In Cleveland, Ohio in 1969, the Cuyahoga River burned. However, this was not the first time the river was set ablaze. The river saw many fires, but the one that took place in 1969 led to many urban, public health improvements and the formation of the Environmental Protection Agency (EPA).
The Industrial Revolution describes a movement that took
place first in Europe and later in America to utilize large scale manufacturing
mainly in urban areas. Cleveland, Ohio was a major hub for industrialization. Because
it was so important to production, Cleveland saw many railroads added as well
as the construction of the Erie canal. These additions resulted in more people
flocking to the city. It boomed for years. The main products in Cleveland were
iron and steel. This resulted in a major role in the Civil War producing
weaponry and ammunition. However, metals were not the only materials produced.
Another big industry included paint, leading to the creation of Sherwin-Williams.
Most importantly, many famous manufacturers had their beginnings in the city,
such as John D. Rockefeller. As a young businessman, he started Standard Oil
Co. in Cleveland, which later ended up monopolizing the whole industry.
continued to grow over the following years, building up industry and economy
even throughout the depression, but also building up waste. Big factories, such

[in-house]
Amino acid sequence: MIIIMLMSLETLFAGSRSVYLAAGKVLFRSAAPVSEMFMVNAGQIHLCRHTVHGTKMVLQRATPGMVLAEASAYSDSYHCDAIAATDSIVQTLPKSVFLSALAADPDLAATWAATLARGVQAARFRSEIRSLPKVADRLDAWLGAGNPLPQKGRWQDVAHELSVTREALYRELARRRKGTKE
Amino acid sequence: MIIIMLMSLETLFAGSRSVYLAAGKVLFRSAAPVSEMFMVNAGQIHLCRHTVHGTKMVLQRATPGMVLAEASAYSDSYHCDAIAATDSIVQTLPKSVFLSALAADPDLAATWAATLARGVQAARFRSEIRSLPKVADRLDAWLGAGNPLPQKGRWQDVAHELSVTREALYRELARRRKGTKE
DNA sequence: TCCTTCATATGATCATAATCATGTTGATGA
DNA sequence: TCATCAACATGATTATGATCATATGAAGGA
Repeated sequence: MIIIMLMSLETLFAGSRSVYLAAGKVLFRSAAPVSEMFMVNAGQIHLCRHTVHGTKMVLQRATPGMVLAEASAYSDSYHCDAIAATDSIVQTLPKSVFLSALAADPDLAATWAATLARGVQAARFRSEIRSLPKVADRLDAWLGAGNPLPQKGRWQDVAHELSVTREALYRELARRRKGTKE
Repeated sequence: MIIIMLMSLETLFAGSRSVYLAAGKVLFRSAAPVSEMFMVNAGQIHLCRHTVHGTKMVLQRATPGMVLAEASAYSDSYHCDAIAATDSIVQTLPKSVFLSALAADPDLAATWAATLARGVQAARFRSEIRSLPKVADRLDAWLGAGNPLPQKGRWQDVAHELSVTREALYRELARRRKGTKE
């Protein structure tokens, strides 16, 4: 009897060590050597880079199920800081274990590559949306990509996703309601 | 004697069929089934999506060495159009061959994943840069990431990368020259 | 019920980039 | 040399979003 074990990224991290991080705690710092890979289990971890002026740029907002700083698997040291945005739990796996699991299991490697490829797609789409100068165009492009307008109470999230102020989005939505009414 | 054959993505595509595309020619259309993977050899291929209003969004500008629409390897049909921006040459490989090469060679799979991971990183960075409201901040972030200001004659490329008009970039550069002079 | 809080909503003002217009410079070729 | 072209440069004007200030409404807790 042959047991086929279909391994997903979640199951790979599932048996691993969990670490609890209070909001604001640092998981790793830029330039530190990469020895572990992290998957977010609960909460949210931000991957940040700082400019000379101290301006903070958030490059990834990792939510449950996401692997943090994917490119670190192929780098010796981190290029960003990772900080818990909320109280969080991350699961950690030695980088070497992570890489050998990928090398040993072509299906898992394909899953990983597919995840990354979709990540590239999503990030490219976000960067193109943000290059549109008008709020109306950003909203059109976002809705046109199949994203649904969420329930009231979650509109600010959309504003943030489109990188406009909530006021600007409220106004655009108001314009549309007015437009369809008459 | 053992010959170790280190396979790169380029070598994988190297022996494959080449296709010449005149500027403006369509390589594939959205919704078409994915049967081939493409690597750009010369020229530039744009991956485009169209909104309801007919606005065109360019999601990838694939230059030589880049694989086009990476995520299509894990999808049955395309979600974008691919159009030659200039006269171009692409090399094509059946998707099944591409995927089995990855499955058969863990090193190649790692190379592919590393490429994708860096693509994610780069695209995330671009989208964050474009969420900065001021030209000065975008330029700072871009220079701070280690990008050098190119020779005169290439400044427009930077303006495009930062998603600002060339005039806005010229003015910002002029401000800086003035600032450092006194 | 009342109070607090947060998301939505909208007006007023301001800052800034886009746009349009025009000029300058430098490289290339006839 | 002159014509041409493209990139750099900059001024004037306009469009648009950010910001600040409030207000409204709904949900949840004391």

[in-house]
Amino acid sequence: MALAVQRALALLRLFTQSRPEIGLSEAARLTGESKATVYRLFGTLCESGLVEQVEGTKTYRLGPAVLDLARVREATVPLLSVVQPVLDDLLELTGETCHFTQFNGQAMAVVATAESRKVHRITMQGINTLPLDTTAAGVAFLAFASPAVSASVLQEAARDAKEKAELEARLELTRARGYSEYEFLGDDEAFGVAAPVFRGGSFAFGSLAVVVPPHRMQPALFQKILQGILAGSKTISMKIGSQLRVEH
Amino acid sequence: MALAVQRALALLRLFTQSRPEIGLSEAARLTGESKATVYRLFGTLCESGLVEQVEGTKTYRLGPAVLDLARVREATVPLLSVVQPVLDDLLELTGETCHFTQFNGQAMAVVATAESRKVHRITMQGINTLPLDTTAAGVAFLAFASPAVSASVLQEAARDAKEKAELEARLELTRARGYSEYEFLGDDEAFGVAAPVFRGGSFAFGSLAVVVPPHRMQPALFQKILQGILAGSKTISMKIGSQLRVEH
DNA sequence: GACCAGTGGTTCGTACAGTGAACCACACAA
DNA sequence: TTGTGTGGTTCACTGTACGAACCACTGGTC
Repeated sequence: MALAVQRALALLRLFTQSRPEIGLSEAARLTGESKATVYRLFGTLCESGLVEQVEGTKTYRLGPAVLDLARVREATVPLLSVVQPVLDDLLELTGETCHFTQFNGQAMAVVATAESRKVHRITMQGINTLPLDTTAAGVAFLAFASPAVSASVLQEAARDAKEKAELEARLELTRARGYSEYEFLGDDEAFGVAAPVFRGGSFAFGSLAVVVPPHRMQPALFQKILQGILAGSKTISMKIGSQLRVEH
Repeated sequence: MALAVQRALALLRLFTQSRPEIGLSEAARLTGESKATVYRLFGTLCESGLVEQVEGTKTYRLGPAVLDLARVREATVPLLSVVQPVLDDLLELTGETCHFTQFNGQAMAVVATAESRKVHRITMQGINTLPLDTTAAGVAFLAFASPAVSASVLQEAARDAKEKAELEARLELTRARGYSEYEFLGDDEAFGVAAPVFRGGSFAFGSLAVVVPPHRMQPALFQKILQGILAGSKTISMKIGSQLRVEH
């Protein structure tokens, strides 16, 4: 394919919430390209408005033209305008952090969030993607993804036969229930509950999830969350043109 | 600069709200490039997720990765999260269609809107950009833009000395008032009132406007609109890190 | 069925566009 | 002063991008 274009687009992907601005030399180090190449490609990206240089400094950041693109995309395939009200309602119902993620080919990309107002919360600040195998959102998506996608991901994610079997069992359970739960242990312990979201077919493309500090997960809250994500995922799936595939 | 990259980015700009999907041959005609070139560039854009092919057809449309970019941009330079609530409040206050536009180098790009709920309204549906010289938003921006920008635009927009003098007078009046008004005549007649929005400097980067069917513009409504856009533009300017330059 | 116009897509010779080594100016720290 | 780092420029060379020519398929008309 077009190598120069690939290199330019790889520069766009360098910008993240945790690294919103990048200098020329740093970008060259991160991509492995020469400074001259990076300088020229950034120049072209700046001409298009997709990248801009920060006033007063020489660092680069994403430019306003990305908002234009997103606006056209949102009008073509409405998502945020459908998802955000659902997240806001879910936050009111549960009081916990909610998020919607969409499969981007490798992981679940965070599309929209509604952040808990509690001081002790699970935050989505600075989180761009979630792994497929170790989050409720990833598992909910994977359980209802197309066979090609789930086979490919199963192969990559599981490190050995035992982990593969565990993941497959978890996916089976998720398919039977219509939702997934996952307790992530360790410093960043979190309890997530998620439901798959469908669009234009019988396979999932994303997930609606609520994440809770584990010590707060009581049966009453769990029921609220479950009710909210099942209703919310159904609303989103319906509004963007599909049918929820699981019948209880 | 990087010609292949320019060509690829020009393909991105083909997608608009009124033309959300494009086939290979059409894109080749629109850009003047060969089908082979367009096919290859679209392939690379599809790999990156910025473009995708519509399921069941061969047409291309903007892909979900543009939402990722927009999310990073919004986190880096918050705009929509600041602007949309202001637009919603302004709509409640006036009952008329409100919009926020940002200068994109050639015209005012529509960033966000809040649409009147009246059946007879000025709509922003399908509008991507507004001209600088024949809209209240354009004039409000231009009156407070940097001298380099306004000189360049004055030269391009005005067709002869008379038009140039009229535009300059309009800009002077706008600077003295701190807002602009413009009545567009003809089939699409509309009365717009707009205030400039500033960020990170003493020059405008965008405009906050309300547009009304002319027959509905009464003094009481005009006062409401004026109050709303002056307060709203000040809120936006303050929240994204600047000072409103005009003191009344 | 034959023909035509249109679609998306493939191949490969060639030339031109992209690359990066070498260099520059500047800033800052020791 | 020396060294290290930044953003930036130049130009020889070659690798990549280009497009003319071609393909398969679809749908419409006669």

as the ones that took over Cleveland, produce lots of junk as a result of their
processes and products. Not only were the factories contributing, but also the
people. In the late 1800s and early 1900s, big cities did not have good sewage
systems. In fact, most sewage ended up in local bodies of water, untreated. The
body of water present for Cleveland’s waste was the Cuyahoga River.
Cuyahoga River is said to have caught fire upwards of thirteen times. The most
fatal fire took place with 5 people dead in 1912. However, the worst fire took
place in 1952. It caused over 1.3 million dollars in damages as flames leapt
into the sky. It was also very heavily documented and photographed. Yet, it
still was not the most famous fire. When people refer to the infamous Cuyahoga
River fire, they are most likely referring to the fire in 1969.
The fire in
1969 was caused by some oil-covered waste and debris floating in the water
under some wood. When a train went by overhead, it produced a spark that lit
the surface of the water on fire. The fire burned for about 25 minutes and then
died down, but at its peak the blaze was rumored to have burned over 50 feet
high. This conflagration was the root of a lot of backlash and frustration
towards the city of Cleveland. It also is referenced a couple of times in pop
culture, such as the song “Mrs. Hippopotamuses’” by Reliant K. Most importantly
though, the 1969 fire encouraged a more extensive conversation about cleanliness
and sanitation in America. The United States government began to pass resulting
legislation such as the Nation Environment Policy Act in 1970. The Act
basically ensures government consideration when it comes to protecting the
environment and keeping it clean. Another resulting big step forward came with
the Clean Water Act in 1972 which stated that bodies of water should be able to
house fish and swimmers at any moment in time in terms of cleanliness. Therefore,
although the fires on the river caused a lot of damage, they thankfully also ultimately
resulted in a much needed hygienic movement throughout the United States.